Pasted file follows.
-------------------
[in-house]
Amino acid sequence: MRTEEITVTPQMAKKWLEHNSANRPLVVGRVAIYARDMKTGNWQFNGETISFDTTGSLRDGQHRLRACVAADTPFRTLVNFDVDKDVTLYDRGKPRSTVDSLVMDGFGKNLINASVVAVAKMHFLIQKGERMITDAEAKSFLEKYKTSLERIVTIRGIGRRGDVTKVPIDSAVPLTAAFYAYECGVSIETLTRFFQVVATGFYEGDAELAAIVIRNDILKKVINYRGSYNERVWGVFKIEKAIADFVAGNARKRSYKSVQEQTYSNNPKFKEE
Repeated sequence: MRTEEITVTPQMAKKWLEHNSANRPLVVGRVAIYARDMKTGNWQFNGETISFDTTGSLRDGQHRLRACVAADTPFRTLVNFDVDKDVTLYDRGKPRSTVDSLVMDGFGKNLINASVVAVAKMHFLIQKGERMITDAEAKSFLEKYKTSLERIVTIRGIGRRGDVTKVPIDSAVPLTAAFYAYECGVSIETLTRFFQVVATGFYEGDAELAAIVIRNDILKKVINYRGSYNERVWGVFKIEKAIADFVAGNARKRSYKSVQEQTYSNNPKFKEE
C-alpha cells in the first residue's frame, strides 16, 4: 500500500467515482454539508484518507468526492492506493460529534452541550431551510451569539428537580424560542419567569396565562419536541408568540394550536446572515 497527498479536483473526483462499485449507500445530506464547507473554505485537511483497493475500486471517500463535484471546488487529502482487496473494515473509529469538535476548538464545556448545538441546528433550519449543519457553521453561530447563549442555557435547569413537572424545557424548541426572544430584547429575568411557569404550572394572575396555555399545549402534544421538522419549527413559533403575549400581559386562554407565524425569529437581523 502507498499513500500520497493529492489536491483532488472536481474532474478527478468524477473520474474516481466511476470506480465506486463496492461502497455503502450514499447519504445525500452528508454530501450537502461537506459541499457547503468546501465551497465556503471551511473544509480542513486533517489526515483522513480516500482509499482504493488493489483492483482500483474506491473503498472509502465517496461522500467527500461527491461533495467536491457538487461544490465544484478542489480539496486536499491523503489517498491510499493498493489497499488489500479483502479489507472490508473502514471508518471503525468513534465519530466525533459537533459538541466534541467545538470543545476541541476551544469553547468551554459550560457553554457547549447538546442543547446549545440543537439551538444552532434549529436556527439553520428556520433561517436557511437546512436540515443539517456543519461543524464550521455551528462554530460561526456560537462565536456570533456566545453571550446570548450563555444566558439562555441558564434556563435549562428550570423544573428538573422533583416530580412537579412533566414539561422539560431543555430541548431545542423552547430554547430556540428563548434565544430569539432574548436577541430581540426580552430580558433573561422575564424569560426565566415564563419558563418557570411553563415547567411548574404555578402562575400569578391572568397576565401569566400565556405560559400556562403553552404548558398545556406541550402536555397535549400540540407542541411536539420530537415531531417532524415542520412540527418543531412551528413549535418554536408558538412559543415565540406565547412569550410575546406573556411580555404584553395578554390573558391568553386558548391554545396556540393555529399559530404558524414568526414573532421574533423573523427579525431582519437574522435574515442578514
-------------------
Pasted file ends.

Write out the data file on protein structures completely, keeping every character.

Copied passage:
[in-house]
Amino acid sequence: MRTEEITVTPQMAKKWLEHNSANRPLVVGRVAIYARDMKTGNWQFNGETISFDTTGSLRDGQHRLRACVAADTPFRTLVNFDVDKDVTLYDRGKPRSTVDSLVMDGFGKNLINASVVAVAKMHFLIQKGERMITDAEAKSFLEKYKTSLERIVTIRGIGRRGDVTKVPIDSAVPLTAAFYAYECGVSIETLTRFFQVVATGFYEGDAELAAIVIRNDILKKVINYRGSYNERVWGVFKIEKAIADFVAGNARKRSYKSVQEQTYSNNPKFKEE
Repeated sequence: MRTEEITVTPQMAKKWLEHNSANRPLVVGRVAIYARDMKTGNWQFNGETISFDTTGSLRDGQHRLRACVAADTPFRTLVNFDVDKDVTLYDRGKPRSTVDSLVMDGFGKNLINASVVAVAKMHFLIQKGERMITDAEAKSFLEKYKTSLERIVTIRGIGRRGDVTKVPIDSAVPLTAAFYAYECGVSIETLTRFFQVVATGFYEGDAELAAIVIRNDILKKVINYRGSYNERVWGVFKIEKAIADFVAGNARKRSYKSVQEQTYSNNPKFKEE
C-alpha cells in the first residue's frame, strides 16, 4: 500500500467515482454539508484518507468526492492506493460529534452541550431551510451569539428537580424560542419567569396565562419536541408568540394550536446572515 497527498479536483473526483462499485449507500445530506464547507473554505485537511483497493475500486471517500463535484471546488487529502482487496473494515473509529469538535476548538464545556448545538441546528433550519449543519457553521453561530447563549442555557435547569413537572424545557424548541426572544430584547429575568411557569404550572394572575396555555399545549402534544421538522419549527413559533403575549400581559386562554407565524425569529437581523 502507498499513500500520497493529492489536491483532488472536481474532474478527478468524477473520474474516481466511476470506480465506486463496492461502497455503502450514499447519504445525500452528508454530501450537502461537506459541499457547503468546501465551497465556503471551511473544509480542513486533517489526515483522513480516500482509499482504493488493489483492483482500483474506491473503498472509502465517496461522500467527500461527491461533495467536491457538487461544490465544484478542489480539496486536499491523503489517498491510499493498493489497499488489500479483502479489507472490508473502514471508518471503525468513534465519530466525533459537533459538541466534541467545538470543545476541541476551544469553547468551554459550560457553554457547549447538546442543547446549545440543537439551538444552532434549529436556527439553520428556520433561517436557511437546512436540515443539517456543519461543524464550521455551528462554530460561526456560537462565536456570533456566545453571550446570548450563555444566558439562555441558564434556563435549562428550570423544573428538573422533583416530580412537579412533566414539561422539560431543555430541548431545542423552547430554547430556540428563548434565544430569539432574548436577541430581540426580552430580558433573561422575564424569560426565566415564563419558563418557570411553563415547567411548574404555578402562575400569578391572568397576565401569566400565556405560559400556562403553552404548558398545556406541550402536555397535549400540540407542541411536539420530537415531531417532524415542520412540527418543531412551528413549535418554536408558538412559543415565540406565547412569550410575546406573556411580555404584553395578554390573558391568553386558548391554545396556540393555529399559530404558524414568526414573532421574533423573523427579525431582519437574522435574515442578514